Not that we’re complaining – in fact, we’re buzzing at the latest trend – we couldn’t help but wonder, Carrie Bradshaw style, what has caused the surge in bakeries? Well following on from the likes of girl dinner, and the long love of a sweet treat accompanied by a coffee, especially when out for a little stomp in the fresh spring air, it’s one of the cheapest activities you can get up to that involves getting some food – considerably cheaper than going for an entire meal, or brunch where you’ve spent €25 once you’ve added a tip before you can even blink. Grabbing some seasonal goodies from Rock Bakery before going for a walk on the beach in Skerries will ultimately cost you less than a sit-down carvery, where yes you’re getting more food, but you can’t be getting all the time for what’s often a €30 price-tag. If you’re wanting to do one of these things on a weekly basis, while not dipping into savings, it’s more likely going to be the bakery run.

The trend likely only fostered moreso during the covid years; with restaurants and bars closed, one of the few ways you were allowed to socialise was visiting a café or bakery, face mask on, before finding somewhere dry or covered to munch and catch up with friends in the great outdoors. I spent many a morning or afternoon between the peak lockdown periods of 2020 and 2021 absolutely freezing my tits off, supping on an Americano for warmth, snacking on an almond croissant from The Cosy Bean (not marketed as a bakery, but they do the best almond croissants in Dublin, and do whip them up on-site) while desperately trying to maintain social connections. Just because those lockdown days are behind us (I pray for good), doesn’t mean the habit has broken – in fact, despite the fact indoor dining largely makes more sense in a city where it rains so much, my nearest and dearest tend to suggest these outdoor café and bakery haunts for a meet-up even in the year 2024, so profound were their impact.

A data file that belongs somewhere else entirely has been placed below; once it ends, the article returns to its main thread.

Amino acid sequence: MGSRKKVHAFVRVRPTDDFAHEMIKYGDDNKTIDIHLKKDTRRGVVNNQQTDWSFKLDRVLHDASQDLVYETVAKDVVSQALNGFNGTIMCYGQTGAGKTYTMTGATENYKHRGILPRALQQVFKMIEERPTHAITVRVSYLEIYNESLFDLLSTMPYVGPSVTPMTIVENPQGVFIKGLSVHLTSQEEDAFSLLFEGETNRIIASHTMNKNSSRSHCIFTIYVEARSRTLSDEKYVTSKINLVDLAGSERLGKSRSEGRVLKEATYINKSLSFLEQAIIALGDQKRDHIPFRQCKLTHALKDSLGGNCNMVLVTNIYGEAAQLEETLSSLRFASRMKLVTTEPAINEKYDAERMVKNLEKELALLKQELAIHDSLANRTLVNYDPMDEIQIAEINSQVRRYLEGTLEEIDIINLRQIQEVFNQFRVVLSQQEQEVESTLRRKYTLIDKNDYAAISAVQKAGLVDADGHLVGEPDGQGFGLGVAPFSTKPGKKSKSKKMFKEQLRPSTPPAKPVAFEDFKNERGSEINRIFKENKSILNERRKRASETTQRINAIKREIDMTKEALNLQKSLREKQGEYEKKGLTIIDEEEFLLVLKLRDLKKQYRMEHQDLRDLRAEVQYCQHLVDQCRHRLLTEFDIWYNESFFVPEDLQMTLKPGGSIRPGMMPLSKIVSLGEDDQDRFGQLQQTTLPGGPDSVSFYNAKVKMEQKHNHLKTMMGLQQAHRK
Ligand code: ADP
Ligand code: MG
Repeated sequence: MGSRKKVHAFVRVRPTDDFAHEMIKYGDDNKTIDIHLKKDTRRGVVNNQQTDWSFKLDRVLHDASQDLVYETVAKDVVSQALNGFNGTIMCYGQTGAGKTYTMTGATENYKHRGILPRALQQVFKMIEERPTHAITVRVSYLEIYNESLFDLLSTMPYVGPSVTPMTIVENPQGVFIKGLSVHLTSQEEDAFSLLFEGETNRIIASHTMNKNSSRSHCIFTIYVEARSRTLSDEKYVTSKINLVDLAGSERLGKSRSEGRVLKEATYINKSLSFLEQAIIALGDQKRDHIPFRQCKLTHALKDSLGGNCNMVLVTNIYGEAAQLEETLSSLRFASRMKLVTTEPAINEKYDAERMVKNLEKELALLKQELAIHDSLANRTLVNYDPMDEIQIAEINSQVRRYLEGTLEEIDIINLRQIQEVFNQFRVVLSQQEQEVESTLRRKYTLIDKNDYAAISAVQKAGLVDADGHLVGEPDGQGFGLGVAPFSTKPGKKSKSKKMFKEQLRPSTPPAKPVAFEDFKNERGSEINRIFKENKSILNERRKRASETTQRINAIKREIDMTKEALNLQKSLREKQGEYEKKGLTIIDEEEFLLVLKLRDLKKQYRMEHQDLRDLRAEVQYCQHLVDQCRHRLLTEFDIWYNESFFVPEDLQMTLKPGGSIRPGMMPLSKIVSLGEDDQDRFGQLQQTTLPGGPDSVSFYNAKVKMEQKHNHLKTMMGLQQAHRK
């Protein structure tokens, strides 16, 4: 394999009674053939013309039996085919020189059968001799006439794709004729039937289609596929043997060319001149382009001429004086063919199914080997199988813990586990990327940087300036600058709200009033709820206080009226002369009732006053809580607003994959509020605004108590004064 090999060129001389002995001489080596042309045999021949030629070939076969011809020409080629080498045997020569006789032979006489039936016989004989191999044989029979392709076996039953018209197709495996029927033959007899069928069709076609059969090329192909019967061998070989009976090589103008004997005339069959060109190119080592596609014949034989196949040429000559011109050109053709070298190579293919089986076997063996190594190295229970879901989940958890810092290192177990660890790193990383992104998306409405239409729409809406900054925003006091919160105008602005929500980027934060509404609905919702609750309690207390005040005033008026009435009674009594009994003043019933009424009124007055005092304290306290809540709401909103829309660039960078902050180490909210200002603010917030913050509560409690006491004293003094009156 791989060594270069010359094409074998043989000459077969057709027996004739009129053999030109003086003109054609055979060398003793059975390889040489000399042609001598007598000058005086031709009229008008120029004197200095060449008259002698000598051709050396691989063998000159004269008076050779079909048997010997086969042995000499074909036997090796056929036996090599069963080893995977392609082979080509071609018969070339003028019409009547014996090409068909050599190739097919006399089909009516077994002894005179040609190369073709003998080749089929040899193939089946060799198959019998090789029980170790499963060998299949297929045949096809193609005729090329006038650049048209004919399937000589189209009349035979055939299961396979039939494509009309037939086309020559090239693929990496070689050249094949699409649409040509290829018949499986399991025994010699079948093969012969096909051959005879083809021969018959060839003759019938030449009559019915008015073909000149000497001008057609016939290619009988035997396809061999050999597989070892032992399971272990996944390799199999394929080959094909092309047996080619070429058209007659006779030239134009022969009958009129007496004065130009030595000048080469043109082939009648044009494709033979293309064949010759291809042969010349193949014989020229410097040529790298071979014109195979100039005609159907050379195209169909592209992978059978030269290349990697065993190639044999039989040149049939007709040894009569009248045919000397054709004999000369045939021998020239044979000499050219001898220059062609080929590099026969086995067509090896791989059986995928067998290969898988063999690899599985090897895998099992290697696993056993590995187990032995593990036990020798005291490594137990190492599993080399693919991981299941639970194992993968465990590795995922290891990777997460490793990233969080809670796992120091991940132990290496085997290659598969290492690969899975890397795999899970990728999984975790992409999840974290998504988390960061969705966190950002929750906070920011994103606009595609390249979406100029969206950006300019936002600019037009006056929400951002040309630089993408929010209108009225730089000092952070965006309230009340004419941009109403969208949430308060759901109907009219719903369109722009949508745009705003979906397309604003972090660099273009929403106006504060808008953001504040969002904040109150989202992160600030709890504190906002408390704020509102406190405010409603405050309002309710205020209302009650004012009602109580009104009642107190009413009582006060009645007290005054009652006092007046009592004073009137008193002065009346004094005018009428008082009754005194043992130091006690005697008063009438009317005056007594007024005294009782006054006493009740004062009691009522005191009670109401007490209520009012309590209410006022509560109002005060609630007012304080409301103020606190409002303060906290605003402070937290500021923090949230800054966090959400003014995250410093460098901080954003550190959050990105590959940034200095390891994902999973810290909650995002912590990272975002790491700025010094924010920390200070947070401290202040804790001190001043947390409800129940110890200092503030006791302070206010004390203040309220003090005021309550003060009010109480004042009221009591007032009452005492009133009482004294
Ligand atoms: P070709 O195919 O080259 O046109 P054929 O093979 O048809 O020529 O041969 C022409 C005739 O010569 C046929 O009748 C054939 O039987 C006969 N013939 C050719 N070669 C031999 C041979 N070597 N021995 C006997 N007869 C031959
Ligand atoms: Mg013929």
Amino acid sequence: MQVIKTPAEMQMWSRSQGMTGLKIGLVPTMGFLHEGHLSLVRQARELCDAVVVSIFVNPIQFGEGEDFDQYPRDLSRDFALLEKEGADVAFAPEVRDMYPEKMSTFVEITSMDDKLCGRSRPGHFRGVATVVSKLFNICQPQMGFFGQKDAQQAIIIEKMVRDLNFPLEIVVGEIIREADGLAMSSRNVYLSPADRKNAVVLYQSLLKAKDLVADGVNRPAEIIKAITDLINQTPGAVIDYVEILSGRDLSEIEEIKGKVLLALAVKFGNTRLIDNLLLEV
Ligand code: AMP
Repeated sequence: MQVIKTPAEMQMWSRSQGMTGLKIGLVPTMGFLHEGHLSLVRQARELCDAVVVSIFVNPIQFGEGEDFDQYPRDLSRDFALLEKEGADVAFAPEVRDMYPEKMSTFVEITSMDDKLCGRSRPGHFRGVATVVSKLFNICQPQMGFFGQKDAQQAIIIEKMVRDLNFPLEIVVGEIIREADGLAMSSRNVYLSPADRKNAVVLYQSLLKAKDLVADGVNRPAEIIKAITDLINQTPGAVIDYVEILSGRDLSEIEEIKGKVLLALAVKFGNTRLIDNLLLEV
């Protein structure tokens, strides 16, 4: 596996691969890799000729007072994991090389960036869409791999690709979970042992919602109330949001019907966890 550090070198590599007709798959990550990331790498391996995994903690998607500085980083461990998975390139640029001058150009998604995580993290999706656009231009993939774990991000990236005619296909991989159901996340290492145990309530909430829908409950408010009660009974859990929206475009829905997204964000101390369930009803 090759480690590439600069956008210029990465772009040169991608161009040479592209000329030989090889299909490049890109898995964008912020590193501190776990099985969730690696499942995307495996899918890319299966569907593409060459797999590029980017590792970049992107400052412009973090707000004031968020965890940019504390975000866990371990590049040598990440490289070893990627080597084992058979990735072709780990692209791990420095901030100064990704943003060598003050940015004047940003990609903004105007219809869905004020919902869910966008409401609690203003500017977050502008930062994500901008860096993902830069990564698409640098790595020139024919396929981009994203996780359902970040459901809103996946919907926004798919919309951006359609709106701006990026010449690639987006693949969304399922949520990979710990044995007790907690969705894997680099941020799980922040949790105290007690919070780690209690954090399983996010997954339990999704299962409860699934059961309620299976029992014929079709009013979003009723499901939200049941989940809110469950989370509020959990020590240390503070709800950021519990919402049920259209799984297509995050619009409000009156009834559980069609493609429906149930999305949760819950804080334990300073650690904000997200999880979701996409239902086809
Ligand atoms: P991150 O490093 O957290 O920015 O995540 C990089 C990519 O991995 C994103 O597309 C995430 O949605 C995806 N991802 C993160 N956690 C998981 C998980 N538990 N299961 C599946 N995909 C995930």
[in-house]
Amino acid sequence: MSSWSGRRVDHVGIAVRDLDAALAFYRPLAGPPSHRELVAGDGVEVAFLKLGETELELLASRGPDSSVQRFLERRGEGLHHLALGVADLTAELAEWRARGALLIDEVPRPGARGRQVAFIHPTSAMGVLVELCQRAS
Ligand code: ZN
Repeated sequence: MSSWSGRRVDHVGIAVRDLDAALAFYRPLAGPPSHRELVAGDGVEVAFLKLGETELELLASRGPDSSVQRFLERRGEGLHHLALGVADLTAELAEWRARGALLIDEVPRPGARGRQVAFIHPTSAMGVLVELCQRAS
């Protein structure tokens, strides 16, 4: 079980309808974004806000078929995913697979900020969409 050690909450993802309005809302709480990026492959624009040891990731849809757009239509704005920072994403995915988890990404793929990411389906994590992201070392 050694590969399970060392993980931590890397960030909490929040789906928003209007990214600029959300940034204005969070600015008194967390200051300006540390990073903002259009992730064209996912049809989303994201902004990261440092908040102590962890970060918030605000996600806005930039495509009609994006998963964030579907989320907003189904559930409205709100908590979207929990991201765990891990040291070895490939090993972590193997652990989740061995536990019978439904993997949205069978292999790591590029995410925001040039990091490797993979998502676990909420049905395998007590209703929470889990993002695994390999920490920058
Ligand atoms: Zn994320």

While there will always be people moaning about paying €5 for a croissant (just see my video on Scéal) and they are well within their right to feel that way, the reason artisan bakeries of this kind are so popular is simply because while the combination of a coffee and pastry from one of these spots might verge dangerously close to the €10 mark, it’s a piece of luxury that won’t send us bankrupt. Where so many other gorgeous culinary experiences are simply not accessible for the average consumer on any kind of regular basis, a carefully put together seasonal danish once a week is not going to break the bank, and is something that could be accounted for in your monthly salary.

We all need a slice of happiness here and there, one that doesn’t cost as much as a steak dinner, and the instant serotonin of a freshly baked almond croissant is just one of the most beautiful moments one can have. To disagree once again with the Australian millionaire who accused millenials of not being able to buy homes because of their proclivity for avo toast, a fancy croissant to go with your oat flat white is not going to be the reason you’re denied a mortgage – so why not indulge and dig in?